- Research Program Mentor
PhD at SOAS, University of London
Linguistics, Translation, Arabic Language and Literature, Spanish Language and Literature, cross-cultural awareness, intercultural communication, comparative literature, European linguistics, cultural studies, humanities
BioI have a PhD in Linguistics from SOAS, University of London and over ten years of progressive experience as a researcher, consultant, and linguist in the academic, military, NGO, and private sectors. I have previously taught at The UK Ministry of Defense, the Saudi Ministry of Education, and SOAS, University of London. My primary research interests lie in the domain of linguistics and how languages influence each other. I am also passionate about literature and folklore, intercultural communication, sociolinguistics, language politics, and translation. I mainly work on Arabic and English, though I also speak (and am interested in) Spanish, French, Turkish, and German. Outside of academia, I enjoy traveling, reading, learning languages, doing power yoga, baking, and petting every dog I meet.
The Tower of Babel: Languages of the World
We will explore the key topics in global linguistic diversity, enabling students to contextualize the language(s), region(s), or culture(s) in which they are interested. The student can pick one of the following themes to explore: a) the relationships between the world’s languages and language families; b) how languages vary in different social and cultural contexts; c) how the sounds and structures of the world’s languages may vary in general.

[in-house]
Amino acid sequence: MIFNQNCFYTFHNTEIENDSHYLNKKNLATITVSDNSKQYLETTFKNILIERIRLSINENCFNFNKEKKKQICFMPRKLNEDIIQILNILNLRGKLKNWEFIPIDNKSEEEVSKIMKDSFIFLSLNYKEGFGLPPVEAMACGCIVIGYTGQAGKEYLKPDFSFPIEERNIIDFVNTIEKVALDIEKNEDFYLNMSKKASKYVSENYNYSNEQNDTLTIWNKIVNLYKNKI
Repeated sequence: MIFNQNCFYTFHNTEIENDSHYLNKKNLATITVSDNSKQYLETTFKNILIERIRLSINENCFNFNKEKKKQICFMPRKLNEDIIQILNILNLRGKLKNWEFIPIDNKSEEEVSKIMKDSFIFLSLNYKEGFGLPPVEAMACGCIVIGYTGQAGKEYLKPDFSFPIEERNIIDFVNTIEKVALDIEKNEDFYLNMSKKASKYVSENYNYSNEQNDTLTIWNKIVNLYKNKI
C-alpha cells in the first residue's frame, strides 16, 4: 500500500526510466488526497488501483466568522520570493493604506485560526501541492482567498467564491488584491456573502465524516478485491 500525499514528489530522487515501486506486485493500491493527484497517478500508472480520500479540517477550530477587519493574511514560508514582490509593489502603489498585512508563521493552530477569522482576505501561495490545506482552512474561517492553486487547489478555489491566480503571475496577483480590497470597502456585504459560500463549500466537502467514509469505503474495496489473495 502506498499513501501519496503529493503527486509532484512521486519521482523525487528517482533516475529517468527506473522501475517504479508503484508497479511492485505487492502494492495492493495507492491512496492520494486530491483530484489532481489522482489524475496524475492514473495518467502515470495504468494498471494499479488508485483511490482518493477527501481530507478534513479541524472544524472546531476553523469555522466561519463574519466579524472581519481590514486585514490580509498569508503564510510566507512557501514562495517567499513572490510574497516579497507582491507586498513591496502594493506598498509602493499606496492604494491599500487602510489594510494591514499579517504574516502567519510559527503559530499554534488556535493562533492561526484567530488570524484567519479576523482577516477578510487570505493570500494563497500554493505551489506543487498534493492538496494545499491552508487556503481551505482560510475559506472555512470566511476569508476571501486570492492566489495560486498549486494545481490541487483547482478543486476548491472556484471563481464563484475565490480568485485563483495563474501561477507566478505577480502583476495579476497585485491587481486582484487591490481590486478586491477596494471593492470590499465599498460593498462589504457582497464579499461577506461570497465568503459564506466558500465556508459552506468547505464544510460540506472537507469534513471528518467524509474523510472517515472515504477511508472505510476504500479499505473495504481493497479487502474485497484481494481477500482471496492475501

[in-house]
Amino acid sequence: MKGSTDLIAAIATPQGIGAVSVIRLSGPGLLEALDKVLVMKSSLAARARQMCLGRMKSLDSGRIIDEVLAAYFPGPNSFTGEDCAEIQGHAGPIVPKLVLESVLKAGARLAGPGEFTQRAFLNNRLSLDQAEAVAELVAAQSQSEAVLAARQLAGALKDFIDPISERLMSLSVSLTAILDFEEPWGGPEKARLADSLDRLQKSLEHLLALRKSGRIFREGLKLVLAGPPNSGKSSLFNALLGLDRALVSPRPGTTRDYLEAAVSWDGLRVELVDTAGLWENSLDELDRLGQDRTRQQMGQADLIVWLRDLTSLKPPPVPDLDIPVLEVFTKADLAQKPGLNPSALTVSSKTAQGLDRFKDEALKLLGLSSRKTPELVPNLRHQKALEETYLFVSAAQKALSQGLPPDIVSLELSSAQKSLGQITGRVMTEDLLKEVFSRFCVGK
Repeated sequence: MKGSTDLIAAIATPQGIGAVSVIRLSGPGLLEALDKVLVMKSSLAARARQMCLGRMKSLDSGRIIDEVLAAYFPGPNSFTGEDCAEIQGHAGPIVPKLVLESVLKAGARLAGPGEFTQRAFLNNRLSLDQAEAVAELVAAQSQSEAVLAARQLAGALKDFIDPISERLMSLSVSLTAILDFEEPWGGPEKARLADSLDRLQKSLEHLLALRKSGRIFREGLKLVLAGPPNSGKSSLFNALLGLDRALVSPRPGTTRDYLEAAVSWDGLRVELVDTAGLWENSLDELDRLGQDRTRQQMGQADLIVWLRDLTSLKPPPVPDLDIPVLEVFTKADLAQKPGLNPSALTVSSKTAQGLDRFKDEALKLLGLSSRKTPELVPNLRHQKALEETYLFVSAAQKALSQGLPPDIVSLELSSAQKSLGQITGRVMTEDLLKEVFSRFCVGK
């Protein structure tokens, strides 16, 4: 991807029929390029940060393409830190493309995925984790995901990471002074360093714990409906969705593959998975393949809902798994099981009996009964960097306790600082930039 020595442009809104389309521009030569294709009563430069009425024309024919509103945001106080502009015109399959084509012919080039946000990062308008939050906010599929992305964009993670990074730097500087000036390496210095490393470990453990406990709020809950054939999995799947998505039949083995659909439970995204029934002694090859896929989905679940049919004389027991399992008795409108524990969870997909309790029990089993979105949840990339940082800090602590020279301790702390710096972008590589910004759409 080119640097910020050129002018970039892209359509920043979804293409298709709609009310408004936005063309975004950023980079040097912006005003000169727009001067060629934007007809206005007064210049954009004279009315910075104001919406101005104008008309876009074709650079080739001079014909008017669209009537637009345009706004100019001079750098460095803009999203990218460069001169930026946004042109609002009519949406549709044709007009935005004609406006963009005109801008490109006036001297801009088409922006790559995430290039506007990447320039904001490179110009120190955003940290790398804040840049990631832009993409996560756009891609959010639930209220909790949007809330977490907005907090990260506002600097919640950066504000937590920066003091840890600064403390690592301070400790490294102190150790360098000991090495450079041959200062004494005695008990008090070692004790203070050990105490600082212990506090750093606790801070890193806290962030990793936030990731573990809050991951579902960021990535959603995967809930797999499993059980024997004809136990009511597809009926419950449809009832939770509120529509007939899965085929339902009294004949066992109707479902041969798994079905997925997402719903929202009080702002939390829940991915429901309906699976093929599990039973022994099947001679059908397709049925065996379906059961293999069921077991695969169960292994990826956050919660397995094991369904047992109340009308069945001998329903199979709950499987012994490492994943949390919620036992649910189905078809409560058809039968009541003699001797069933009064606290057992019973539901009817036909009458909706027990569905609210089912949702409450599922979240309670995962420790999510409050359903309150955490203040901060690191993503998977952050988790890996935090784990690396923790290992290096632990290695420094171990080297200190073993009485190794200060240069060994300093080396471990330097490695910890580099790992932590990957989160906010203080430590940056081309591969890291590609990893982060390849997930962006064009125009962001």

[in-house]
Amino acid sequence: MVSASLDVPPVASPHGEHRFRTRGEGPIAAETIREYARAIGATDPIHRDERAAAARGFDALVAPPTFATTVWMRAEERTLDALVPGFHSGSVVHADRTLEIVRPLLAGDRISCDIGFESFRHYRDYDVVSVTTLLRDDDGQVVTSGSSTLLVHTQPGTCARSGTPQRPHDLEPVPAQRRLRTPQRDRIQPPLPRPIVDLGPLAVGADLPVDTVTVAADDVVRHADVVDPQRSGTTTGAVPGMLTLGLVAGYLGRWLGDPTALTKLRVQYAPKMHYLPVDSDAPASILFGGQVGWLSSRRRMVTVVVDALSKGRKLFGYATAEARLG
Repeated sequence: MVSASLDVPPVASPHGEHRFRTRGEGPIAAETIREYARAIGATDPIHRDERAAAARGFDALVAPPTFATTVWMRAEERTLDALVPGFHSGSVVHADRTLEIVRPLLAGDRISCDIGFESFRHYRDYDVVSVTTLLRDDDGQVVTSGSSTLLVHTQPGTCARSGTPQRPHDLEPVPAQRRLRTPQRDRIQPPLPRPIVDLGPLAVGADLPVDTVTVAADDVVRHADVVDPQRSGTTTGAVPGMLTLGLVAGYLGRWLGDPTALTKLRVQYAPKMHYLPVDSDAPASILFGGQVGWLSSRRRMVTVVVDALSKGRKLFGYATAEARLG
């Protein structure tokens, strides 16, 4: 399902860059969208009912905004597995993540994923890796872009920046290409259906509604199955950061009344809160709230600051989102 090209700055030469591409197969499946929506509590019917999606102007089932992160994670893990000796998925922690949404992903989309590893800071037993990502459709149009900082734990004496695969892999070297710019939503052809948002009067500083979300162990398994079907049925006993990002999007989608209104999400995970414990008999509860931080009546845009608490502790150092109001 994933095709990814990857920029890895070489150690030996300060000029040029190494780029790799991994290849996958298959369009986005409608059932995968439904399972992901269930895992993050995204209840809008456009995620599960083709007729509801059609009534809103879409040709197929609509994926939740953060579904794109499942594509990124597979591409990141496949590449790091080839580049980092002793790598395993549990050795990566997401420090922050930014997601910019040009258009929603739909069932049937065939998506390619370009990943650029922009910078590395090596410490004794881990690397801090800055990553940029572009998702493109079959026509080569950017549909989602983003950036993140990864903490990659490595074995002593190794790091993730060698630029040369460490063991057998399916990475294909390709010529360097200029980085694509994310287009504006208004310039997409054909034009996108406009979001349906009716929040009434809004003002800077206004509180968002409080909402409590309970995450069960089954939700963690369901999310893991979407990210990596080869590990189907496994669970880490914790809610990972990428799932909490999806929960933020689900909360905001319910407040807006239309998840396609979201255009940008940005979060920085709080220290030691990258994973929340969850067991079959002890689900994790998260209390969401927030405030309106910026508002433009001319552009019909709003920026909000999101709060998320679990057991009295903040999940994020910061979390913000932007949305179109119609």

Students can choose from any of the “Arabian Nights” tales, and depending on language expertise, we will work through it reading in either English or Arabic (or a mix of the two). We will explore, analyze, and attempt to define some of the most common themes in the text: the power of storytelling, magic, adventure, fate, etc.
Spanish and How it Got that Way
In 711 C.E. the Arabic-speaking Umayyad dynasty began their conquest of the Iberian peninsula, now present-day Spain and Portugal. During this time, there was over 800 years of Arab cultural and linguistic influence on the region. Today, over 4,000 Spanish words derive their origins from Arabic. Students can explore the influence of Arabic on Spanish through the lens of historical linguistics.